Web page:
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A Game Built On The Enlightenment Foundation Libraries

Gaming

Published on 14 September 2012 10:36 AM EDT
Written by Michael Larabel in Gaming
6 Comments

Aside from having an obscure name, making Escape From Booty Bay an interesting open-source game is that it's built atop EFL, the Enlightenment Foundation Libraries.

Escape From Booty Bay is built using the Enlightenment Foundation Libraries and is described as " a physics puzzle game in which players operate a cannon to stop pirates escaping from the prison. As players advance through the game levels, difficulty increases and new challenges are placed, like firing against moving targets."

With the EFL usage, Escape From Booty Bay even makes use of Enlightenment's own Physics library that was recently introduced, EPhysics.

EFL is the collection of Enlightenment libraries that make up the E17 window manager. "While their original intent was solely to support the window manager, the libraries quickly took on a life of their own, which is a contributing factor to the delays of the window manager itself. These libraries are so powerful, flexible, and easy to use that they present a strong platform on which to develop nearly any graphical application you could think of."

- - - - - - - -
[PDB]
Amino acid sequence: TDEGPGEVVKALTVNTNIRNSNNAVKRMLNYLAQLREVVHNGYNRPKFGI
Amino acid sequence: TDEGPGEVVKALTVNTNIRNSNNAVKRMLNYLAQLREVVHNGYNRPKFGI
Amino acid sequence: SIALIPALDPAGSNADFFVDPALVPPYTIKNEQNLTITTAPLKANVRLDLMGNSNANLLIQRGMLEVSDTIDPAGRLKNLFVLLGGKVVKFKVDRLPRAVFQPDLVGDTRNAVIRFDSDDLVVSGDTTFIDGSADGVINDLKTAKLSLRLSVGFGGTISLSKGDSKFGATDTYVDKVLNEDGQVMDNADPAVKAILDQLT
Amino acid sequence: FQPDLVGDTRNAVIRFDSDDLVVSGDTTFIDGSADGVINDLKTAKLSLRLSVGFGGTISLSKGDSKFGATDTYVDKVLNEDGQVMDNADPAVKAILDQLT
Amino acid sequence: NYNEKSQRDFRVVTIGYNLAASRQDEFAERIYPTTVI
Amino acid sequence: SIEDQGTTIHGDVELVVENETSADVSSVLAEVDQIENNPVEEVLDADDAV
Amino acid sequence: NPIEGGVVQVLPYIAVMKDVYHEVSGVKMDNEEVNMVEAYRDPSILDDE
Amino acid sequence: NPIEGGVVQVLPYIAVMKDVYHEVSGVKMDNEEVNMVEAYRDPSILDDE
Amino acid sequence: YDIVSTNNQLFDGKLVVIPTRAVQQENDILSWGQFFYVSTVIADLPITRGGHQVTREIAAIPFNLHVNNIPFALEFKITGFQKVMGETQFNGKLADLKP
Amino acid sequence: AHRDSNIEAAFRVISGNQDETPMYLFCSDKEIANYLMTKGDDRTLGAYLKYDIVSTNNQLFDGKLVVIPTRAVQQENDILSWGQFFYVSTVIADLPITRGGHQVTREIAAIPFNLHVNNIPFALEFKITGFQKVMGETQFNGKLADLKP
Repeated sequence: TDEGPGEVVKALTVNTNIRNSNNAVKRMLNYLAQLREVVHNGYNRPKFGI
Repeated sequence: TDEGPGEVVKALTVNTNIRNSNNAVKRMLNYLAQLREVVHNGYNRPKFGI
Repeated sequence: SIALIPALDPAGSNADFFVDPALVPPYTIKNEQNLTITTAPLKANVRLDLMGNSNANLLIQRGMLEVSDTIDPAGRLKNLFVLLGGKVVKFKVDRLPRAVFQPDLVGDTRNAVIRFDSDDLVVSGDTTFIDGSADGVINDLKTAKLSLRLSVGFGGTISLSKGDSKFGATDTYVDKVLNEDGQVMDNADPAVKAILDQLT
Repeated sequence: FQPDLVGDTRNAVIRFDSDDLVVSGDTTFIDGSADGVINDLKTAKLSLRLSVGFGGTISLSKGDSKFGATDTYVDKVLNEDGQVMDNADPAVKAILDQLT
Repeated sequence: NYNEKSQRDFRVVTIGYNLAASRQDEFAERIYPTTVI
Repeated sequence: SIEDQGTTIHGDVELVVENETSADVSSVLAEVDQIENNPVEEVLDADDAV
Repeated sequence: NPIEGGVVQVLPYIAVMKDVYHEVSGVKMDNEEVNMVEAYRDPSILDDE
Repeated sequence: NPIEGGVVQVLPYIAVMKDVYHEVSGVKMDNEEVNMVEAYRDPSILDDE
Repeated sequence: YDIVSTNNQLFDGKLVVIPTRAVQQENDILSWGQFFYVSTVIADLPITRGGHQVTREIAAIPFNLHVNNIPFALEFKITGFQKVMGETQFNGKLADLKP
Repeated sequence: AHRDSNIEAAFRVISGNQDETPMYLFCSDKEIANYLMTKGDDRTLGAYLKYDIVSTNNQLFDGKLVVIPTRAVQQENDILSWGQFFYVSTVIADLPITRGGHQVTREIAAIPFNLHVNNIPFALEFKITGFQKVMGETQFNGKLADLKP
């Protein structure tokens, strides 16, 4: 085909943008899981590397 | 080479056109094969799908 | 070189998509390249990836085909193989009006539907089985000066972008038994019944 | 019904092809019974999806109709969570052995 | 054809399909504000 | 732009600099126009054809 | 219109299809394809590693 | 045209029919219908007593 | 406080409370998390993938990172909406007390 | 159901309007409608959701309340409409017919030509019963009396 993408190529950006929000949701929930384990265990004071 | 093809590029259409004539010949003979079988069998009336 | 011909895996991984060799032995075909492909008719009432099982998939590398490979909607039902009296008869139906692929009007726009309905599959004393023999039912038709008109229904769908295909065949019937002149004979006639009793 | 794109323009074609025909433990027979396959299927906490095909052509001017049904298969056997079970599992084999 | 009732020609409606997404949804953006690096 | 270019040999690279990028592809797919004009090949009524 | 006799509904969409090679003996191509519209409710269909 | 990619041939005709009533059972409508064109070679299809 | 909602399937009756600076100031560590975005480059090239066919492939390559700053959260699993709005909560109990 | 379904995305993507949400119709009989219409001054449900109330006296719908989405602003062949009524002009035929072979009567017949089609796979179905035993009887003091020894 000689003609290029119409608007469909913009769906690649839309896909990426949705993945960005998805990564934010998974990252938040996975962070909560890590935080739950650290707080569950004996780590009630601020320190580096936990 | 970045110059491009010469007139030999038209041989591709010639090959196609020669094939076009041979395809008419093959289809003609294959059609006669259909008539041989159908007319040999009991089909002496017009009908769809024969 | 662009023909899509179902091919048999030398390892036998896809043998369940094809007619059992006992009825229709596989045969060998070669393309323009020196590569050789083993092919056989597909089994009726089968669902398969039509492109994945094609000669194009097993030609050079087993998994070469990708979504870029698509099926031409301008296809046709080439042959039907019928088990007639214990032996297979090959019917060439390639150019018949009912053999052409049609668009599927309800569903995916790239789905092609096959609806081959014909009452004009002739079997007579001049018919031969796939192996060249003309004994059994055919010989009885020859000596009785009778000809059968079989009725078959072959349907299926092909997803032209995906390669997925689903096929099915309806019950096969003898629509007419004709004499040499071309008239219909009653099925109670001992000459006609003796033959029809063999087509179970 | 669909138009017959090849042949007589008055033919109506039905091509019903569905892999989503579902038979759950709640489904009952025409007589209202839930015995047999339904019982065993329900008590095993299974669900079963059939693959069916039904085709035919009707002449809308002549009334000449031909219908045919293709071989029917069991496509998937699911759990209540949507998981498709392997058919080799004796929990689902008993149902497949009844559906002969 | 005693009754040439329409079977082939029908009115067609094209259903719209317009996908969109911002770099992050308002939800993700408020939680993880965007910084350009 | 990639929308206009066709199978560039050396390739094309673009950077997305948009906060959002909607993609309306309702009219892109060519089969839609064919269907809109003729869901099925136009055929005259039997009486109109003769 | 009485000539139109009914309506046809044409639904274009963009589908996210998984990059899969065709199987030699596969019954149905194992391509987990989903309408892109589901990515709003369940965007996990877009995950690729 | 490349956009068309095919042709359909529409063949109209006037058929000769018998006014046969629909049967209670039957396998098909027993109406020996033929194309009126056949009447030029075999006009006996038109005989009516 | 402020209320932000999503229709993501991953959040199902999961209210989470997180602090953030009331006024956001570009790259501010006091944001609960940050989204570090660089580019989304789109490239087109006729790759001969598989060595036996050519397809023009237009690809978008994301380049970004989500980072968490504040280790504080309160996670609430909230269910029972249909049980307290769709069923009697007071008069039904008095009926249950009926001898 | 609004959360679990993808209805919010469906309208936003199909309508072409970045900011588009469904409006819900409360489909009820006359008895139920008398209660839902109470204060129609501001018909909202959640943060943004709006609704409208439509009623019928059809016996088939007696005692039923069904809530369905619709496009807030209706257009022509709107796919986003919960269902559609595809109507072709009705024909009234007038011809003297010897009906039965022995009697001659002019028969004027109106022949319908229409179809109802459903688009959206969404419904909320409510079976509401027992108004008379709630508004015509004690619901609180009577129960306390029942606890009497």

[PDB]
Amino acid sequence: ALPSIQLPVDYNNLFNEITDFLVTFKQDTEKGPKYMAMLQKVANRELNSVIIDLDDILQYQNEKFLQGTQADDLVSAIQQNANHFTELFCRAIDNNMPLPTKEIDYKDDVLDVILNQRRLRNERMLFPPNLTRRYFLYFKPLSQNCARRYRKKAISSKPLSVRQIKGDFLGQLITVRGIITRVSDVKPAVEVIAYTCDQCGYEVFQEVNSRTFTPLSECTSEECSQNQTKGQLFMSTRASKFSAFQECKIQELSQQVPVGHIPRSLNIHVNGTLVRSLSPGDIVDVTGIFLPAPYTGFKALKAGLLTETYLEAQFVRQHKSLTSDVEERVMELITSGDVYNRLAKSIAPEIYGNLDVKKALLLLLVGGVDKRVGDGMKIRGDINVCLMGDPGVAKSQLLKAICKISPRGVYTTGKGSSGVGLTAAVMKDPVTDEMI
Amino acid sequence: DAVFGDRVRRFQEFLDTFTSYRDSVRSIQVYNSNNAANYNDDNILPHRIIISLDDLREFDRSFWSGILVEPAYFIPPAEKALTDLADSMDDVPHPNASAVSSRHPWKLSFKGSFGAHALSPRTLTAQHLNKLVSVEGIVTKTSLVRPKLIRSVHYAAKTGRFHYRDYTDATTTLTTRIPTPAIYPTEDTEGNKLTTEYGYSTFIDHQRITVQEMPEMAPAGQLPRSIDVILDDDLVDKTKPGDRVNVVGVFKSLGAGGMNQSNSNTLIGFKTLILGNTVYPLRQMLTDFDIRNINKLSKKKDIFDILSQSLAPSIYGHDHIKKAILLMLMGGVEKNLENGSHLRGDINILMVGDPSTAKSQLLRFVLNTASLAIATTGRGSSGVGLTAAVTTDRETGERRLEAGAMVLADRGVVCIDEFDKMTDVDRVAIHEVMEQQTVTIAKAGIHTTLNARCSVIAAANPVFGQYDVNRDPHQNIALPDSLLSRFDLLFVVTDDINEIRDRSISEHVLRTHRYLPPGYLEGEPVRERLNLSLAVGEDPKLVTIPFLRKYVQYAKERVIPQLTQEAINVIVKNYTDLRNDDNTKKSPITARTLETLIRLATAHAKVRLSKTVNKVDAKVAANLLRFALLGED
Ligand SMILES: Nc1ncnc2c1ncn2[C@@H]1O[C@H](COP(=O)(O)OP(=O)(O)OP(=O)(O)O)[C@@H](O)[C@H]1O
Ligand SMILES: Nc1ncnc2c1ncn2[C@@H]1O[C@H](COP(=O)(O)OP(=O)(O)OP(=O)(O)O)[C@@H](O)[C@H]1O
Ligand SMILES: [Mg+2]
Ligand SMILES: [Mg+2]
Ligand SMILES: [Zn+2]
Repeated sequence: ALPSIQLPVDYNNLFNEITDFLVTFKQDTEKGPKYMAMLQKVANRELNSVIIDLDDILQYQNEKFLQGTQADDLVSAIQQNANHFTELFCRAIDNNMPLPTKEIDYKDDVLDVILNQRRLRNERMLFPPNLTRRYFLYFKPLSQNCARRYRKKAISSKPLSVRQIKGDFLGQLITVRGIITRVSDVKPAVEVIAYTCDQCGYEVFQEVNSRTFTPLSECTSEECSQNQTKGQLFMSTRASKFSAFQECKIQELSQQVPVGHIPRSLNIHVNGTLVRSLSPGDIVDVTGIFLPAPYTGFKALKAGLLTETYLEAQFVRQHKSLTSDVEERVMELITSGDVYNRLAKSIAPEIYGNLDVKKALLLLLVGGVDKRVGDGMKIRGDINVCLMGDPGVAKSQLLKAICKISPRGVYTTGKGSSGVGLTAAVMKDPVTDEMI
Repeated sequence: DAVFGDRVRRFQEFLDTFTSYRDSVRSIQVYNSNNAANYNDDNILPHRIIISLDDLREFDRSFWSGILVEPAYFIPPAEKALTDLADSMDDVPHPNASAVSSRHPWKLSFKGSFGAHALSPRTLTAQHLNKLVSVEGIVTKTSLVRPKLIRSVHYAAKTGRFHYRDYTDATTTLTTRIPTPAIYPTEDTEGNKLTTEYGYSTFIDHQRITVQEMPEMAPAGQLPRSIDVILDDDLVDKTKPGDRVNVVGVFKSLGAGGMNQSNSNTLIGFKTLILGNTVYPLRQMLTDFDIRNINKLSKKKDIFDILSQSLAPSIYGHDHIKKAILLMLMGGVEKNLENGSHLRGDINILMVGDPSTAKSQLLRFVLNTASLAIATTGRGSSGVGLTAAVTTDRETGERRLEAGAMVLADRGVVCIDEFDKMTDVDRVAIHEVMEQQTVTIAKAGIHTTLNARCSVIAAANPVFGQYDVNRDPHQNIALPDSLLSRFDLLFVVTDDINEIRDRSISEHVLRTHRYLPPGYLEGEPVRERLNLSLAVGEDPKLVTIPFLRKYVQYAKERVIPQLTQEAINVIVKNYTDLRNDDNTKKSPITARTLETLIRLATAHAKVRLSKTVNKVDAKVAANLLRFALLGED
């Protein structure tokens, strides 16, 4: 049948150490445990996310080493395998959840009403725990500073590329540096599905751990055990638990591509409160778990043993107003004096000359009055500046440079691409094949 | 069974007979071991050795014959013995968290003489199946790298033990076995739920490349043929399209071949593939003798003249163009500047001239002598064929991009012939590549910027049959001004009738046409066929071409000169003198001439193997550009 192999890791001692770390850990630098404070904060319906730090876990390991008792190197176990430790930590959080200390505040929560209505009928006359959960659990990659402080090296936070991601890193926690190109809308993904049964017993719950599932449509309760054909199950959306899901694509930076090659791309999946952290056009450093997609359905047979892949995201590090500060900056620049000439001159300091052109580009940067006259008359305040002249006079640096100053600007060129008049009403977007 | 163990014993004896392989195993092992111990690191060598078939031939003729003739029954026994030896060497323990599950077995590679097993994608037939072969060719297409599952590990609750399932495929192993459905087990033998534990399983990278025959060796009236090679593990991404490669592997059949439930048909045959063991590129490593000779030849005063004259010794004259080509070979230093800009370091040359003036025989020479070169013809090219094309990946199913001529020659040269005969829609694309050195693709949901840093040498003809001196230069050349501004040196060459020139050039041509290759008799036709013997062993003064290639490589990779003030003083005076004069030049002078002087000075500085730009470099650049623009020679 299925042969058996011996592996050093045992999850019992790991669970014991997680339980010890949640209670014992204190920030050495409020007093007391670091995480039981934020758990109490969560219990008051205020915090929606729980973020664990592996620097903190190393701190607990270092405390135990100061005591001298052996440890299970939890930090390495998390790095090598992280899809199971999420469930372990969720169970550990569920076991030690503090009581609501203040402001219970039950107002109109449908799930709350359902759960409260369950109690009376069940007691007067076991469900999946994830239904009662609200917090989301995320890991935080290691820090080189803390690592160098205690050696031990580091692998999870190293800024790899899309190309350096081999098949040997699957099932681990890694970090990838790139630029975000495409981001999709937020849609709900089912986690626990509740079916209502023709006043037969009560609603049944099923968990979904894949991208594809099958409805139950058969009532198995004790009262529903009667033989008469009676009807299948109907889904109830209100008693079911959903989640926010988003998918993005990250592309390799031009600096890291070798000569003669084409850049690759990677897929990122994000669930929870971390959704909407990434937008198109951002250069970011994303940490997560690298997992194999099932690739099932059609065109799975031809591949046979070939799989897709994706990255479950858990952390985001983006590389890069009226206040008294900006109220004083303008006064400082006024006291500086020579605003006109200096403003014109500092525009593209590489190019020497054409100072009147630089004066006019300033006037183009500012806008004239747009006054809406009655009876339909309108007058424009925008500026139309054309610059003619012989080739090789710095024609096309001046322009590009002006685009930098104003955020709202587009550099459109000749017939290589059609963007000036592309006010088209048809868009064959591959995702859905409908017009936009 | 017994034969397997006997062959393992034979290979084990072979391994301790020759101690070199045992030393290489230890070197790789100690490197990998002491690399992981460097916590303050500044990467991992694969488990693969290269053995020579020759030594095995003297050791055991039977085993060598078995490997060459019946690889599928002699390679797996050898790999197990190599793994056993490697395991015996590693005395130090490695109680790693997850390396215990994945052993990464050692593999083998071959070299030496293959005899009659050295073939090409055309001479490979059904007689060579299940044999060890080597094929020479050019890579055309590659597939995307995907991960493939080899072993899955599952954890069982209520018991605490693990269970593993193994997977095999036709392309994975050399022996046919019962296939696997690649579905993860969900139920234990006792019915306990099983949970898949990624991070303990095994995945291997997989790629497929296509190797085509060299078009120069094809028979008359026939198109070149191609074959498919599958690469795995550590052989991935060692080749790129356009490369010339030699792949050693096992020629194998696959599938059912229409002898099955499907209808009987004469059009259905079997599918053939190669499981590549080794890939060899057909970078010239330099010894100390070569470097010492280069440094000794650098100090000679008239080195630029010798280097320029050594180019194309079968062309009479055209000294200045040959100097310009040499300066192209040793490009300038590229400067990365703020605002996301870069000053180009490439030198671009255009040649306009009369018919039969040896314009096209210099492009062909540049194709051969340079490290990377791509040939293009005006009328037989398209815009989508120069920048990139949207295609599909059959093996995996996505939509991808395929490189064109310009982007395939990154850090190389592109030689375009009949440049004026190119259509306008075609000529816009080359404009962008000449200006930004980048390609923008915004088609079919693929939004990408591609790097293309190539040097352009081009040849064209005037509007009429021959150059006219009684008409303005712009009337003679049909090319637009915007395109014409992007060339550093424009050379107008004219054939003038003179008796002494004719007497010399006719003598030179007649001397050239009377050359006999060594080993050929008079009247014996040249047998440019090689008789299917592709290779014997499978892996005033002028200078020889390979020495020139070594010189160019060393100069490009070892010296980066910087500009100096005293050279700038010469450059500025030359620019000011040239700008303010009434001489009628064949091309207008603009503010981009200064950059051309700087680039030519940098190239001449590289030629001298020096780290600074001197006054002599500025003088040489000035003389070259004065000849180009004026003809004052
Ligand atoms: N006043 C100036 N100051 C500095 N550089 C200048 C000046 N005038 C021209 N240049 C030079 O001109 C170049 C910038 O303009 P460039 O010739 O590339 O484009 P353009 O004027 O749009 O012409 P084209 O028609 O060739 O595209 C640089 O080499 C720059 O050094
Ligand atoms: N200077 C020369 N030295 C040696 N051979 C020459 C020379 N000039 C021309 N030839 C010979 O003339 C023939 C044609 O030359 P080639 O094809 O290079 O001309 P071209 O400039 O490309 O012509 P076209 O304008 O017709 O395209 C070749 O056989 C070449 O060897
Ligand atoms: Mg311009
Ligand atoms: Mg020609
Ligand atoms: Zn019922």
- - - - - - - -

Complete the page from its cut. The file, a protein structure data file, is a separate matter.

A Game Built On The Enlightenment Foundation Libraries

The game itself doesn't look particularly compelling or fascinating from any standpoint aside from the technical perspective that it makes use of the Enlightenment Foundation Libraries and at the same time the developers are working to improve these libraries. Those interested in learning more can do so from this blog post or the booty bay video embedded below.


About The Author
Michael Larabel is the principal author of Phoronix.com and founded the web-site in 2004 with a focus on enriching the Linux hardware experience and being the largest web-site devoted to Linux hardware reviews, particularly for products relevant to Linux gamers and enthusiasts but also commonly reviewing servers/workstations and embedded Linux devices. Michael has written more than 10,000 articles covering the state of Linux hardware support, Linux performance, graphics hardware drivers, and other topics. Michael is also the lead developer of the Phoronix Test Suite, Phoromatic, and OpenBenchmarking.org automated testing software. He can be followed via and or contacted via .
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